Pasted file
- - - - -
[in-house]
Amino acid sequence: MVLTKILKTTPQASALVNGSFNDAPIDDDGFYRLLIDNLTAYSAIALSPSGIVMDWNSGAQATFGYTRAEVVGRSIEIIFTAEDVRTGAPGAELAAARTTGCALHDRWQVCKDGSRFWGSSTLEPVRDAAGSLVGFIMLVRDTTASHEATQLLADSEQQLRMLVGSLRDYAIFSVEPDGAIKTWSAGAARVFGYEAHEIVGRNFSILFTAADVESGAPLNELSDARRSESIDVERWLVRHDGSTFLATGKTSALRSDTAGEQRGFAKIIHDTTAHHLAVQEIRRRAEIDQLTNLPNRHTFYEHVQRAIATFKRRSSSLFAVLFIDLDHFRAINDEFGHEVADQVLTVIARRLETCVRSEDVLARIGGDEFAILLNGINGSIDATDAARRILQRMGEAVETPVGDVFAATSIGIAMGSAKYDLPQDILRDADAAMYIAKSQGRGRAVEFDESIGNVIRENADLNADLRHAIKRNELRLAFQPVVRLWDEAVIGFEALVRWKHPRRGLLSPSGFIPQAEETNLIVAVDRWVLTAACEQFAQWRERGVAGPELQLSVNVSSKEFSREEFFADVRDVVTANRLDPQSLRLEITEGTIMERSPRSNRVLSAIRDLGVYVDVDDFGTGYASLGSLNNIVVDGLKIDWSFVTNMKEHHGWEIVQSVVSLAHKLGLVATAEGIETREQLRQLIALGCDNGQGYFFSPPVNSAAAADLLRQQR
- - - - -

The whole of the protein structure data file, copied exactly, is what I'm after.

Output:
[in-house]
Amino acid sequence: MVLTKILKTTPQASALVNGSFNDAPIDDDGFYRLLIDNLTAYSAIALSPSGIVMDWNSGAQATFGYTRAEVVGRSIEIIFTAEDVRTGAPGAELAAARTTGCALHDRWQVCKDGSRFWGSSTLEPVRDAAGSLVGFIMLVRDTTASHEATQLLADSEQQLRMLVGSLRDYAIFSVEPDGAIKTWSAGAARVFGYEAHEIVGRNFSILFTAADVESGAPLNELSDARRSESIDVERWLVRHDGSTFLATGKTSALRSDTAGEQRGFAKIIHDTTAHHLAVQEIRRRAEIDQLTNLPNRHTFYEHVQRAIATFKRRSSSLFAVLFIDLDHFRAINDEFGHEVADQVLTVIARRLETCVRSEDVLARIGGDEFAILLNGINGSIDATDAARRILQRMGEAVETPVGDVFAATSIGIAMGSAKYDLPQDILRDADAAMYIAKSQGRGRAVEFDESIGNVIRENADLNADLRHAIKRNELRLAFQPVVRLWDEAVIGFEALVRWKHPRRGLLSPSGFIPQAEETNLIVAVDRWVLTAACEQFAQWRERGVAGPELQLSVNVSSKEFSREEFFADVRDVVTANRLDPQSLRLEITEGTIMERSPRSNRVLSAIRDLGVYVDVDDFGTGYASLGSLNNIVVDGLKIDWSFVTNMKEHHGWEIVQSVVSLAHKLGLVATAEGIETREQLRQLIALGCDNGQGYFFSPPVNSAAAADLLRQQR